By Dave Atcheson
Most Alaskans are painfully aware of the recent downturn in king salmon runs on many of our streams. The numbers of returning Chinook salmon have remained alarmingly low for the last several years, prompting fishing closures in many areas, including the previous season’s closure of the entire Southeast region.
Presenters included Ed Jones, the Alaska Department of Fish and Game’s Chinook Salmon Research Initiative Coordinator, who discussed current recent trends, how populations around the state are doing, how they’ve done over the past few seasons, and a look at last season.
Robert Ruffner from the Alaska Board of Fisheries discussed how the board process works and how management decisions might affect populations.
And Megan McPhee, a professor at the College of Fisheries and Ocean Sciences at University of Alaska, discussed possible reasons for recent declines, and described past research she has been involved in as well as what research is currently being undertaken.
The three presenters were joined on the panel by Alaska Department of Fish and Game biologists Bill Templin and Jim Hasbrouck for a question-and-answer session.
While this was an excellent opportunity for the average Alaskan to sort out what trends have been occurring with regards to king salmon in recent years, and to learn from the experts, the big take-away from the evening’s event was that there is not one glaring reason for the recent downturn in Chinook size and numbers.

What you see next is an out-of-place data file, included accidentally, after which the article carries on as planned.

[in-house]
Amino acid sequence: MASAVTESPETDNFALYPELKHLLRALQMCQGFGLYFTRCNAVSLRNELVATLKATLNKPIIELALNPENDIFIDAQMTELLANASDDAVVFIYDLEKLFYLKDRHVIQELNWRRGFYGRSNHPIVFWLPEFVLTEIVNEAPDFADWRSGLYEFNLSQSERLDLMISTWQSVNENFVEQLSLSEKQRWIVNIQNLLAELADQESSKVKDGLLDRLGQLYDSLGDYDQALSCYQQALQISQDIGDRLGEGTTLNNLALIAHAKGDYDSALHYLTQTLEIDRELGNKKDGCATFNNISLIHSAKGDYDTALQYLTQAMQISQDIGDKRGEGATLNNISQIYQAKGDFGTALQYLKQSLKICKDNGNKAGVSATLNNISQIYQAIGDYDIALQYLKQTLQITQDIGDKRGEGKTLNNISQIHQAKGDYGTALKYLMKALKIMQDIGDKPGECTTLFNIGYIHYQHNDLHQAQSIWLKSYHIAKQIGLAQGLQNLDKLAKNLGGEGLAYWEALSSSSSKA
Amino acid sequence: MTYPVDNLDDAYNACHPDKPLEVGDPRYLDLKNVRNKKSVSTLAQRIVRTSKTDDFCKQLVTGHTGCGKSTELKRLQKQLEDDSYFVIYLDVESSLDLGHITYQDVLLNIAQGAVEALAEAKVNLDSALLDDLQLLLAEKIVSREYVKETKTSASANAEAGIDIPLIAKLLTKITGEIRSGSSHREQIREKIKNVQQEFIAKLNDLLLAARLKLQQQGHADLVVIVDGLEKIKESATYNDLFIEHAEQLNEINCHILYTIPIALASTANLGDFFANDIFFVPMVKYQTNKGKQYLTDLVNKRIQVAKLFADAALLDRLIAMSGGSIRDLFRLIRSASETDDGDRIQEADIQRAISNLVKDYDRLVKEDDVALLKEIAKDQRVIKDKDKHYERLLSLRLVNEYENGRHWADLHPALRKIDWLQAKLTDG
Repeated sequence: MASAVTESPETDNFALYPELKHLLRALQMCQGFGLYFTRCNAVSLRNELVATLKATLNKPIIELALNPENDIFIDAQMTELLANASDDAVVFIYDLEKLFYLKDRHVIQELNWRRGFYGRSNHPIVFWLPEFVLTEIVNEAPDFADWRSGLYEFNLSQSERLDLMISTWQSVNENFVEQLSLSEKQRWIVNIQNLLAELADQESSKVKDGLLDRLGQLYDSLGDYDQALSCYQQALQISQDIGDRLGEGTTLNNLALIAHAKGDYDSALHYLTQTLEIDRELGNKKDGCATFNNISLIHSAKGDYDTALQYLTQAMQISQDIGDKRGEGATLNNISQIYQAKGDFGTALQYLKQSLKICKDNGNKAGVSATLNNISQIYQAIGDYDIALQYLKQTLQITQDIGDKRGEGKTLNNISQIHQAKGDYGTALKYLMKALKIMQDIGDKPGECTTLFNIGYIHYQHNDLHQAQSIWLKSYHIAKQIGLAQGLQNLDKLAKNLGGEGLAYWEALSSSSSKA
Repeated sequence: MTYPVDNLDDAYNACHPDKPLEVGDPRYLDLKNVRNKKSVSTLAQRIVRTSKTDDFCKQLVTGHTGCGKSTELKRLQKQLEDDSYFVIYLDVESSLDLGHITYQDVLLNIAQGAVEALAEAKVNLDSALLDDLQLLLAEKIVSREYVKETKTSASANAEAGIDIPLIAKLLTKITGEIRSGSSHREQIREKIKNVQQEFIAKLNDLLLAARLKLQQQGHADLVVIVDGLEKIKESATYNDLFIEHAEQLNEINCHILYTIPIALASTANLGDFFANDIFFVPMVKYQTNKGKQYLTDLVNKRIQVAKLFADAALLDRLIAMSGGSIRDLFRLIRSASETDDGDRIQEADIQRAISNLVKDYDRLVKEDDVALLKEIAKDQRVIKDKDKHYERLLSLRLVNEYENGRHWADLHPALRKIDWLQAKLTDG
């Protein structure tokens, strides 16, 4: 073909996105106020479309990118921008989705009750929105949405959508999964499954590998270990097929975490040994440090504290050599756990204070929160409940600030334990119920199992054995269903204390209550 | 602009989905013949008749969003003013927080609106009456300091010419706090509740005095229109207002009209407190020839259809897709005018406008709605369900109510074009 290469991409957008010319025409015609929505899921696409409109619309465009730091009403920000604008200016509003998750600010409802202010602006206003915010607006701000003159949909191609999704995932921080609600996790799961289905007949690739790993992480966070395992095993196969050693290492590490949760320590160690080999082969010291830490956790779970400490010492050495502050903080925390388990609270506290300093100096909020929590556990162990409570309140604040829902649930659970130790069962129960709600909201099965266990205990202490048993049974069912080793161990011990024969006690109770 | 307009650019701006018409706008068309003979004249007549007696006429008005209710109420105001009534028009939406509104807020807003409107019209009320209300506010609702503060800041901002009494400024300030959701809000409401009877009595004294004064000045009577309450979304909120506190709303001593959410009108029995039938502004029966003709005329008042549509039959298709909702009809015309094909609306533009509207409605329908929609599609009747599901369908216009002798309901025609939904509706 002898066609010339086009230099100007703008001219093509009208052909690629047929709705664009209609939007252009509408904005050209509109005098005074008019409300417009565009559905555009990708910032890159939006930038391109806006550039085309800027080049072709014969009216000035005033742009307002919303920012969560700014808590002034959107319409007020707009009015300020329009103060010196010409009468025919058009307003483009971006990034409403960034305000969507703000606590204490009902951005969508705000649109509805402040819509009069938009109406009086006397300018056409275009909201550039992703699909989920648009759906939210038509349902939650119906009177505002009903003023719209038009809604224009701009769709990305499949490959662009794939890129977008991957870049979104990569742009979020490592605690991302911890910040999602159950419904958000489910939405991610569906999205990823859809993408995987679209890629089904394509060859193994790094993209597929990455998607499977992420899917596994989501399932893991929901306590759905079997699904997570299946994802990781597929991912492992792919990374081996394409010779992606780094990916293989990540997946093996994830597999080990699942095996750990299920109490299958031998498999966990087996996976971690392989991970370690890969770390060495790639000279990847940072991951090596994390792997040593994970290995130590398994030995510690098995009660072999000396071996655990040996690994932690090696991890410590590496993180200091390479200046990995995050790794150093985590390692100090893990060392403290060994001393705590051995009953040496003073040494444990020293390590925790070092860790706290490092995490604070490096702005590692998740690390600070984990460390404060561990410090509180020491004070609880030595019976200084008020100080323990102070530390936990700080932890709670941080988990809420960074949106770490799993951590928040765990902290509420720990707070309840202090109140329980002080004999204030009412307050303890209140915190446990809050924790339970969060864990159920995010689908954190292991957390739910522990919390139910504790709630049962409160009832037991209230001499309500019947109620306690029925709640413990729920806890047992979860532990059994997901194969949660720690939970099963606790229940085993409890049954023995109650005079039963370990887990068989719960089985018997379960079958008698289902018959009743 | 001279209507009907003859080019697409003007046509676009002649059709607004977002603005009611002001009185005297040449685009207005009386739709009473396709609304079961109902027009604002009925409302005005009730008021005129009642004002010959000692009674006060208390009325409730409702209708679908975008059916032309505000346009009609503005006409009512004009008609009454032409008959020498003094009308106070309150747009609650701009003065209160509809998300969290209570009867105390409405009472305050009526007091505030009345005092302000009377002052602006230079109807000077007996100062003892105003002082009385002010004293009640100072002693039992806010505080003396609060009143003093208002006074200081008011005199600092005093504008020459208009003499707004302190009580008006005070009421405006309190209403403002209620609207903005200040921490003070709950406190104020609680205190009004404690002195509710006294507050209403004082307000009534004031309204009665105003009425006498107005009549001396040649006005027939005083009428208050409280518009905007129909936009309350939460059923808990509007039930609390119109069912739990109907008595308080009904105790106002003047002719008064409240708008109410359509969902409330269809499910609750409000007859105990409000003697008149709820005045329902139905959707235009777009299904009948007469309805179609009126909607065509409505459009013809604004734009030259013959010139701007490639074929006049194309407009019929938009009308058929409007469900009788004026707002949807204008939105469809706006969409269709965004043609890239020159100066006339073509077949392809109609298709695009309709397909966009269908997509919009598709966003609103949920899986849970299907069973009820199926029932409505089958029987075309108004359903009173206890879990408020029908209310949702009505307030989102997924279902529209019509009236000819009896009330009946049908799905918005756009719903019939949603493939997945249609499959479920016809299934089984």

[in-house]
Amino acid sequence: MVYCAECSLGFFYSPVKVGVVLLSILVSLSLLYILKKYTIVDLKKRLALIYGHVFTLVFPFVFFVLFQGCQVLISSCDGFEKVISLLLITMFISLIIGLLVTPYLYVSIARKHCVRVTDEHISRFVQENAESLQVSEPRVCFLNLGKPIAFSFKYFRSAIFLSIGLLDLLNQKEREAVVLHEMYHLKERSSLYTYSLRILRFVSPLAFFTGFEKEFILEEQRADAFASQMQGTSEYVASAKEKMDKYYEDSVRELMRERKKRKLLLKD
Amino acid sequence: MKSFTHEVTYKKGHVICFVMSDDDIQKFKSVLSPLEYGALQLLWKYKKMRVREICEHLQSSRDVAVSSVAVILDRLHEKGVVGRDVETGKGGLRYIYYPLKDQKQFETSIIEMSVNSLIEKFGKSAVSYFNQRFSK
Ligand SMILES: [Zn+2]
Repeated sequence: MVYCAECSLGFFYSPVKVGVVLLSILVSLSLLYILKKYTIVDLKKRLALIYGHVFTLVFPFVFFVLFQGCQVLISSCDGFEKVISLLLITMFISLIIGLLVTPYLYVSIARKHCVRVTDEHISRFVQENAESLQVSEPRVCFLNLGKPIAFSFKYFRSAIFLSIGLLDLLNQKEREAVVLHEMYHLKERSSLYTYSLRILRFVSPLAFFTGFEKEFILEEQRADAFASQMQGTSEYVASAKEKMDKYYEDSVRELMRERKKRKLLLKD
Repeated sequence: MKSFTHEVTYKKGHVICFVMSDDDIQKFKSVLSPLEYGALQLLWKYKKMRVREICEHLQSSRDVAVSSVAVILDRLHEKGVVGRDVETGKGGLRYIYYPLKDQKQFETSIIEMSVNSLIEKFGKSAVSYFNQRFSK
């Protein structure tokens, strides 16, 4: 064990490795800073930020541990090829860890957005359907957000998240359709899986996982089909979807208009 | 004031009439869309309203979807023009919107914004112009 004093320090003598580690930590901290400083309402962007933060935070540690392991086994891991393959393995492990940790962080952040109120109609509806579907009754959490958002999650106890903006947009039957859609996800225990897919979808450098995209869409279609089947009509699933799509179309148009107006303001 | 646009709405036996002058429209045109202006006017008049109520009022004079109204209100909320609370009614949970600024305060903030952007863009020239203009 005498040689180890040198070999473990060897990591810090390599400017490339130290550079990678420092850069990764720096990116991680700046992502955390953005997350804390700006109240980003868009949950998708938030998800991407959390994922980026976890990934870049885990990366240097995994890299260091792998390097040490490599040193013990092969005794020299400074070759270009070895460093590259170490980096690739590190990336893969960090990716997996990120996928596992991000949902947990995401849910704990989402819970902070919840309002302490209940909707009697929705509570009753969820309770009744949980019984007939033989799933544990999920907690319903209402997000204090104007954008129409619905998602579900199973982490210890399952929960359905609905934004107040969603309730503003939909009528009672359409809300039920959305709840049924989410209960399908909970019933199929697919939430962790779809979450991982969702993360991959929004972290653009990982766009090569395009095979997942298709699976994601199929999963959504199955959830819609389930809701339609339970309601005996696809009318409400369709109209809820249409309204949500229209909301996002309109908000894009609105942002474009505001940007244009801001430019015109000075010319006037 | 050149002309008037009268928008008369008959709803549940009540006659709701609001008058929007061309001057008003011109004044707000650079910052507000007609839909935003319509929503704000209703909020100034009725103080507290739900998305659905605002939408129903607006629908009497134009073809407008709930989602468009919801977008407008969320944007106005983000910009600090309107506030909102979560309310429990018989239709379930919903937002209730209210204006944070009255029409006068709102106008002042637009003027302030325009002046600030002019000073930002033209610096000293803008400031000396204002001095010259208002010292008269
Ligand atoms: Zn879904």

Likely there a variety of reasons that, in combination, are resulting in the decline. These include: warming ocean temperature and climate change; ocean carrying capacity, which may be diminished by the expansion of hatchery stocks; high seas interception of stocks; commercial bycatch; and habitat degradation.
It was also suggested that the decline in Chinook may even be a natural occurring fluctuation, a cyclical downturn much like coho stocks experienced in the 1990’s.
With a limited amount of time, the topic of what future research needs to be conducted was only briefly touched upon. Panel members agreed that much work needs to be done in understanding the salmon marine life stage, including near-shore survival rates.
With state revenue declining and with the current federal administration, there will likely not be much government money forthcoming to further fund the expensive research that is needed.
Chinook salmon, however, are of such great value — culturally and economically — to the people and communities of Alaska that action must be taken in order to protect this important resource and curb ongoing declines.
The State of Alaska, the Federal government, and those of us in the private sector, should in the near term take proactive measures that science has already demonstrated support healthy salmon runs.
This includes protecting key spawning and rearing habitat, maintaining clean water, and ensuring free flowing streams, which allow for migration of both juvenile and adult salmon.
While further research needs to be done regarding both the fresh-water and ocean environments, in many cases science has already told us what we need to do, or at the very least what not to do, to ensure the freshwater component of Alaska’s salmon runs. It’s up to us and the time is now to see what we all might do in order to retain this iconic symbol of our state and mainstay of Alaskan fishing.
Dave Atcheson works with Trout Unlimited’s Alaska Project. He lives in Sterling.